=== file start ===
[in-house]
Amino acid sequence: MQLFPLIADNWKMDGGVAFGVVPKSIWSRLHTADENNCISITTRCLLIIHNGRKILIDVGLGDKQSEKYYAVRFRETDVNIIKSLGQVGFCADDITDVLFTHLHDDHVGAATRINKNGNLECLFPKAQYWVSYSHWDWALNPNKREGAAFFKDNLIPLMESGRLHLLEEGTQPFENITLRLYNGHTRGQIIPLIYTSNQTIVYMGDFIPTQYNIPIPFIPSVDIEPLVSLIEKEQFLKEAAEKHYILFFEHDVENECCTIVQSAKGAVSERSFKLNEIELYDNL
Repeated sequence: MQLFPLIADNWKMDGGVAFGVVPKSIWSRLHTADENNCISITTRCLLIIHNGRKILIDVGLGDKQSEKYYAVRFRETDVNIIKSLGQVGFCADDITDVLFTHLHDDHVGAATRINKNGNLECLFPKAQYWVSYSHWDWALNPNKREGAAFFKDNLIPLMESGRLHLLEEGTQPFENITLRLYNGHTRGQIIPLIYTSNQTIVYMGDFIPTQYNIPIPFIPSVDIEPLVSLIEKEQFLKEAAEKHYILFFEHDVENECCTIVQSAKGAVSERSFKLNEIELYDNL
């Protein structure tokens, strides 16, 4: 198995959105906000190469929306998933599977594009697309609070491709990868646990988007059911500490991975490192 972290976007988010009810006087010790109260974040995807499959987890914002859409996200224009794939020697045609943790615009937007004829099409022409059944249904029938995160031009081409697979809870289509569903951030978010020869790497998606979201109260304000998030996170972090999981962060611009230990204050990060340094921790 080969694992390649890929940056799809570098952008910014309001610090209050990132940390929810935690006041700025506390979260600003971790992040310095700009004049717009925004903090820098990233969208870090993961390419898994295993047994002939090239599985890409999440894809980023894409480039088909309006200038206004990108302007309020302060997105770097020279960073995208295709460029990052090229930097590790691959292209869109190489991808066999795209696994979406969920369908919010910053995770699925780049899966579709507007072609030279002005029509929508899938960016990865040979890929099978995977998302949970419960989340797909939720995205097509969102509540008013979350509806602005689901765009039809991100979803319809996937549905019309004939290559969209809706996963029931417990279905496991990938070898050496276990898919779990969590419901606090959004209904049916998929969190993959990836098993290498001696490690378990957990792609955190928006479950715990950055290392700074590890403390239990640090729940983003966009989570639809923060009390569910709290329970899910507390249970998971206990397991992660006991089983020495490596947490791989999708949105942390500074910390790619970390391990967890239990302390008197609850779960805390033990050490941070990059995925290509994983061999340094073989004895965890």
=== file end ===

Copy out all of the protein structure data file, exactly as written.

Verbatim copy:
[in-house]
Amino acid sequence: MQLFPLIADNWKMDGGVAFGVVPKSIWSRLHTADENNCISITTRCLLIIHNGRKILIDVGLGDKQSEKYYAVRFRETDVNIIKSLGQVGFCADDITDVLFTHLHDDHVGAATRINKNGNLECLFPKAQYWVSYSHWDWALNPNKREGAAFFKDNLIPLMESGRLHLLEEGTQPFENITLRLYNGHTRGQIIPLIYTSNQTIVYMGDFIPTQYNIPIPFIPSVDIEPLVSLIEKEQFLKEAAEKHYILFFEHDVENECCTIVQSAKGAVSERSFKLNEIELYDNL
Repeated sequence: MQLFPLIADNWKMDGGVAFGVVPKSIWSRLHTADENNCISITTRCLLIIHNGRKILIDVGLGDKQSEKYYAVRFRETDVNIIKSLGQVGFCADDITDVLFTHLHDDHVGAATRINKNGNLECLFPKAQYWVSYSHWDWALNPNKREGAAFFKDNLIPLMESGRLHLLEEGTQPFENITLRLYNGHTRGQIIPLIYTSNQTIVYMGDFIPTQYNIPIPFIPSVDIEPLVSLIEKEQFLKEAAEKHYILFFEHDVENECCTIVQSAKGAVSERSFKLNEIELYDNL
């Protein structure tokens, strides 16, 4: 198995959105906000190469929306998933599977594009697309609070491709990868646990988007059911500490991975490192 972290976007988010009810006087010790109260974040995807499959987890914002859409996200224009794939020697045609943790615009937007004829099409022409059944249904029938995160031009081409697979809870289509569903951030978010020869790497998606979201109260304000998030996170972090999981962060611009230990204050990060340094921790 080969694992390649890929940056799809570098952008910014309001610090209050990132940390929810935690006041700025506390979260600003971790992040310095700009004049717009925004903090820098990233969208870090993961390419898994295993047994002939090239599985890409999440894809980023894409480039088909309006200038206004990108302007309020302060997105770097020279960073995208295709460029990052090229930097590790691959292209869109190489991808066999795209696994979406969920369908919010910053995770699925780049899966579709507007072609030279002005029509929508899938960016990865040979890929099978995977998302949970419960989340797909939720995205097509969102509540008013979350509806602005689901765009039809991100979803319809996937549905019309004939290559969209809706996963029931417990279905496991990938070898050496276990898919779990969590419901606090959004209904049916998929969190993959990836098993290498001696490690378990957990792609955190928006479950715990950055290392700074590890403390239990640090729940983003966009989570639809923060009390569910709290329970899910507390249970998971206990397991992660006991089983020495490596947490791989999708949105942390500074910390790619970390391990967890239990302390008197609850779960805390033990050490941070990059995925290509994983061999340094073989004895965890």